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  • James Niekamp

What Products are Approved for TTB Nonbeverage Drawback?

A manufacturer of nonbeverage alcohol products, or an "MNBP", may file a claim for drawback on distilled spirits used in a TTB approved nonbeverage product.  There are 6 categories of non-beverage products: i) medicines, ii) medicinal preparations, iii) food products, iv) flavors, v) flavoring extracts, and vi) perfumes. Regardless of the type of nonbeverage product, it must be unfit for beverage use in order to be eligible for claiming drawback.

Before claiming TTB drawback on a nonbeverage product, the applicant must obtain TTB formula approval for the non-beverage product. Formulas which are stated in the current revisions or editions of the United States Pharmacopoeia (U.S.P.), the National Formulary (N.F.), or the Homeopathic Pharmacopoeia of the United States (H.P.U.S.) are considered approved formulas.

Is a TTB Bond Required for Claiming Drawback?

A TTB bond is only required for MNBP's filing drawback claims on a monthly basis. If an MNBP files drawback claims on a quarterly basis, then no TTB bond is required.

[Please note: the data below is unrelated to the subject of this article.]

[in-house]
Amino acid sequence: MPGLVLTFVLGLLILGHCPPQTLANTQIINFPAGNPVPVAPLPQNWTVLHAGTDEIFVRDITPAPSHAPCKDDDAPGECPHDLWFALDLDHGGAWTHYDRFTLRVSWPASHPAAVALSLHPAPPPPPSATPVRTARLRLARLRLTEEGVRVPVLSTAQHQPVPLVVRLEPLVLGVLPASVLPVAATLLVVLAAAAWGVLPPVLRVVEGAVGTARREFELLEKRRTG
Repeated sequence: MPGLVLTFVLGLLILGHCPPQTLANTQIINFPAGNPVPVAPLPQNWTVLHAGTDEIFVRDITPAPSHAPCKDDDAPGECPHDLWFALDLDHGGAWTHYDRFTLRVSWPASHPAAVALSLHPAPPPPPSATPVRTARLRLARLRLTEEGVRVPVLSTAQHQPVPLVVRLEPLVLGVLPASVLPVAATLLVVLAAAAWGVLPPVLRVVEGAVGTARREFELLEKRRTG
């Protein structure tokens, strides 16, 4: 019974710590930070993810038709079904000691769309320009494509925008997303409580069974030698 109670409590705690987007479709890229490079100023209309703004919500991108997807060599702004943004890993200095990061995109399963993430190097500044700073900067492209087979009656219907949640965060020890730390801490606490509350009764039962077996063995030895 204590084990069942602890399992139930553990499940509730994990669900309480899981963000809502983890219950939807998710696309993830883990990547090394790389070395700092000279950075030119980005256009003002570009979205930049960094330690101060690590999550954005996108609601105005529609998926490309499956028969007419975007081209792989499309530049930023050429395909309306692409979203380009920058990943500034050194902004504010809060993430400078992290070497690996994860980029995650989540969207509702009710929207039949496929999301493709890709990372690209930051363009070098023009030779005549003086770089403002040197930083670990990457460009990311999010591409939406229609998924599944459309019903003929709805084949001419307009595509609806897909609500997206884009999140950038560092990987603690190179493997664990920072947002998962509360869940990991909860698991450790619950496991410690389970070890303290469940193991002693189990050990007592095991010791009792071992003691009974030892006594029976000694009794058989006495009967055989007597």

What is the Federal Excise Tax Rate for Distilled Spirits?

The default federal excise tax rate is $13.50 per proof gallon of distilled spirits, but the federal excise tax rate can vary depending on the distilled spirits plant supplier, as well as what part of the calendar year the spirits were produced and removed for sale. The TTB drawback rate is based on the applicable federal excise tax rate, less $1.00 per 27 CFR 17.141.

If you have questions regarding MNBP drawback claim eligibility, and are interested in a consultation on potential claim filing, please contact our firm for a claim evaluation. 


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